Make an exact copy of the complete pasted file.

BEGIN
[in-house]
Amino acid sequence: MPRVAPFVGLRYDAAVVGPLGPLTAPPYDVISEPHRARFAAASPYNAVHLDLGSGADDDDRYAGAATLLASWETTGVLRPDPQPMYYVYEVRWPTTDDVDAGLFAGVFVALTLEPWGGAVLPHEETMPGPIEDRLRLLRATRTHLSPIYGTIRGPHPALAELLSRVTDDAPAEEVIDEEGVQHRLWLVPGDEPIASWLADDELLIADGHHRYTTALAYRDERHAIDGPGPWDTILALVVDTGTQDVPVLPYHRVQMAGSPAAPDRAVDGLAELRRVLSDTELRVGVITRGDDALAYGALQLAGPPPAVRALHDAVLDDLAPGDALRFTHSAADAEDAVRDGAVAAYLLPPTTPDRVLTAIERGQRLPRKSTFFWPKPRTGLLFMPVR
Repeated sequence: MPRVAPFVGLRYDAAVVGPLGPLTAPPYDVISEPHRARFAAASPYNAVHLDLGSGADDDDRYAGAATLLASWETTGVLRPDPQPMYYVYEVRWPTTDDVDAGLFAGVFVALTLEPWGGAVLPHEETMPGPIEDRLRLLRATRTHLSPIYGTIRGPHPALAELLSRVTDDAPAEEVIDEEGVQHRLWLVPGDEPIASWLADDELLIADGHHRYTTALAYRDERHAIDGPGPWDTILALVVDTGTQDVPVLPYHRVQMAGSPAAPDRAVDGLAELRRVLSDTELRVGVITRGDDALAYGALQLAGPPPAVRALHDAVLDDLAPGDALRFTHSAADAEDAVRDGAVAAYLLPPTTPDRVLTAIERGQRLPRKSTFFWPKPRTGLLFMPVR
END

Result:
[in-house]
Amino acid sequence: MPRVAPFVGLRYDAAVVGPLGPLTAPPYDVISEPHRARFAAASPYNAVHLDLGSGADDDDRYAGAATLLASWETTGVLRPDPQPMYYVYEVRWPTTDDVDAGLFAGVFVALTLEPWGGAVLPHEETMPGPIEDRLRLLRATRTHLSPIYGTIRGPHPALAELLSRVTDDAPAEEVIDEEGVQHRLWLVPGDEPIASWLADDELLIADGHHRYTTALAYRDERHAIDGPGPWDTILALVVDTGTQDVPVLPYHRVQMAGSPAAPDRAVDGLAELRRVLSDTELRVGVITRGDDALAYGALQLAGPPPAVRALHDAVLDDLAPGDALRFTHSAADAEDAVRDGAVAAYLLPPTTPDRVLTAIERGQRLPRKSTFFWPKPRTGLLFMPVR
Repeated sequence: MPRVAPFVGLRYDAAVVGPLGPLTAPPYDVISEPHRARFAAASPYNAVHLDLGSGADDDDRYAGAATLLASWETTGVLRPDPQPMYYVYEVRWPTTDDVDAGLFAGVFVALTLEPWGGAVLPHEETMPGPIEDRLRLLRATRTHLSPIYGTIRGPHPALAELLSRVTDDAPAEEVIDEEGVQHRLWLVPGDEPIASWLADDELLIADGHHRYTTALAYRDERHAIDGPGPWDTILALVVDTGTQDVPVLPYHRVQMAGSPAAPDRAVDGLAELRRVLSDTELRVGVITRGDDALAYGALQLAGPPPAVRALHDAVLDDLAPGDALRFTHSAADAEDAVRDGAVAAYLLPPTTPDRVLTAIERGQRLPRKSTFFWPKPRTGLLFMPVR